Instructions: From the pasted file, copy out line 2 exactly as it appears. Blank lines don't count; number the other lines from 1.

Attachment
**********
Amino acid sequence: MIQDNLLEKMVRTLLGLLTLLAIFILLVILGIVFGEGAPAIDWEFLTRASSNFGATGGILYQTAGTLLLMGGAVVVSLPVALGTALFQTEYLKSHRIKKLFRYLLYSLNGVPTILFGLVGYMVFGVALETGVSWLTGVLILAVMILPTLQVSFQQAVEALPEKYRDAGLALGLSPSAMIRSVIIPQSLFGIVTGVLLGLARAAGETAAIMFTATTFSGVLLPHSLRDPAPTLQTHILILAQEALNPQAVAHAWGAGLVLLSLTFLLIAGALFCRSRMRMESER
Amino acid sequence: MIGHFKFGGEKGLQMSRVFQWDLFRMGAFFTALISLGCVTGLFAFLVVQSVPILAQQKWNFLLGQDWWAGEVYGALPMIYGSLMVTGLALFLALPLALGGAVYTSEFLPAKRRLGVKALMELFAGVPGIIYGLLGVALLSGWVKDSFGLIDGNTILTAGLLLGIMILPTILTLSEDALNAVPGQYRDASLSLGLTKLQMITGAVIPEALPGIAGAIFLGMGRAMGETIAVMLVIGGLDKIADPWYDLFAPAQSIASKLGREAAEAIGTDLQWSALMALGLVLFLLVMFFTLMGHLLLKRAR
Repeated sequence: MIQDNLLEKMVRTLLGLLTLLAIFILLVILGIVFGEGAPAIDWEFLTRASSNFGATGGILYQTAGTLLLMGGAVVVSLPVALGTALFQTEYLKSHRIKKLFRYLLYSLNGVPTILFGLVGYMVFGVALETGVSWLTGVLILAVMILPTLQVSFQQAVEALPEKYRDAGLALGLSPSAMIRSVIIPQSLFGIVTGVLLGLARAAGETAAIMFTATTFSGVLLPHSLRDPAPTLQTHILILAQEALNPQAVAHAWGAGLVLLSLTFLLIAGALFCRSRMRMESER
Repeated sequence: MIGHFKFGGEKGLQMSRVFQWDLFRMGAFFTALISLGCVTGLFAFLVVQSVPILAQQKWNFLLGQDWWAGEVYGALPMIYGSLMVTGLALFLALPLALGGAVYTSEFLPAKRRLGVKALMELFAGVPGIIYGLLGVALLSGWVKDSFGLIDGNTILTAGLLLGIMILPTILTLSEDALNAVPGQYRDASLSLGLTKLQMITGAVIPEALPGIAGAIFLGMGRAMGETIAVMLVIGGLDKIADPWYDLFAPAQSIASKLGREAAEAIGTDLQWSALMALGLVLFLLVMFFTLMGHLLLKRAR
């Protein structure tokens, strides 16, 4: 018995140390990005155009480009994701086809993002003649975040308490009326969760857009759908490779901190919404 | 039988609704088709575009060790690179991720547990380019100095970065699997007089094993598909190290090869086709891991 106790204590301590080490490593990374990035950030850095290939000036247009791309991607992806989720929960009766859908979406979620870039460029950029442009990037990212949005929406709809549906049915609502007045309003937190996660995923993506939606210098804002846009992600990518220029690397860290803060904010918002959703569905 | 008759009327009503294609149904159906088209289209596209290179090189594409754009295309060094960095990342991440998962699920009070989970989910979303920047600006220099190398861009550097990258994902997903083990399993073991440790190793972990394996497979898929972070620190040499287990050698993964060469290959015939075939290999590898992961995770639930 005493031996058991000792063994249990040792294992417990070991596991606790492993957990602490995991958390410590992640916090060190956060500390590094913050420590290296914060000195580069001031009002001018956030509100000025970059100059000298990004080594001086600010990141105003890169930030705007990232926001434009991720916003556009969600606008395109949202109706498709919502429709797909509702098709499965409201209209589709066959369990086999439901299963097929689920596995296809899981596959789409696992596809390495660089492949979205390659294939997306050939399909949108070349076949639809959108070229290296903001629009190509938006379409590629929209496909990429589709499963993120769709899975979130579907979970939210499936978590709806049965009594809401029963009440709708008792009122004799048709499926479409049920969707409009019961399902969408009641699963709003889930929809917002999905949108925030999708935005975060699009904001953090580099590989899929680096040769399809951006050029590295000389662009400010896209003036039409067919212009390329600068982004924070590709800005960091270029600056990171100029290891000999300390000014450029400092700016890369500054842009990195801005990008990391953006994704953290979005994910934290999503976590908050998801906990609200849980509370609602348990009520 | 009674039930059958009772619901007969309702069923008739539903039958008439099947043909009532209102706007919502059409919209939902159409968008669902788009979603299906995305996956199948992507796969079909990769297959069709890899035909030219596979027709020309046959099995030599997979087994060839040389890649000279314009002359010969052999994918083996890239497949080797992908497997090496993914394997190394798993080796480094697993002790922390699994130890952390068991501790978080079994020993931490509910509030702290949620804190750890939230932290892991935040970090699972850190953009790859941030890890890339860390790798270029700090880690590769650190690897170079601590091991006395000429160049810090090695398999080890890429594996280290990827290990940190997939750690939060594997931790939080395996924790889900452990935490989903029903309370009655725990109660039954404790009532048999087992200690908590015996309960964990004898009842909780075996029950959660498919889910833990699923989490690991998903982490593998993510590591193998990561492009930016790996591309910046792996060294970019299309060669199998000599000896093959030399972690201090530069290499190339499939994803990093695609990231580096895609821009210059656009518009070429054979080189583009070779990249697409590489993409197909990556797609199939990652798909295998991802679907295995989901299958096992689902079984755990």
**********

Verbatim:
Amino acid sequence: MIGHFKFGGEKGLQMSRVFQWDLFRMGAFFTALISLGCVTGLFAFLVVQSVPILAQQKWNFLLGQDWWAGEVYGALPMIYGSLMVTGLALFLALPLALGGAVYTSEFLPAKRRLGVKALMELFAGVPGIIYGLLGVALLSGWVKDSFGLIDGNTILTAGLLLGIMILPTILTLSEDALNAVPGQYRDASLSLGLTKLQMITGAVIPEALPGIAGAIFLGMGRAMGETIAVMLVIGGLDKIADPWYDLFAPAQSIASKLGREAAEAIGTDLQWSALMALGLVLFLLVMFFTLMGHLLLKRAR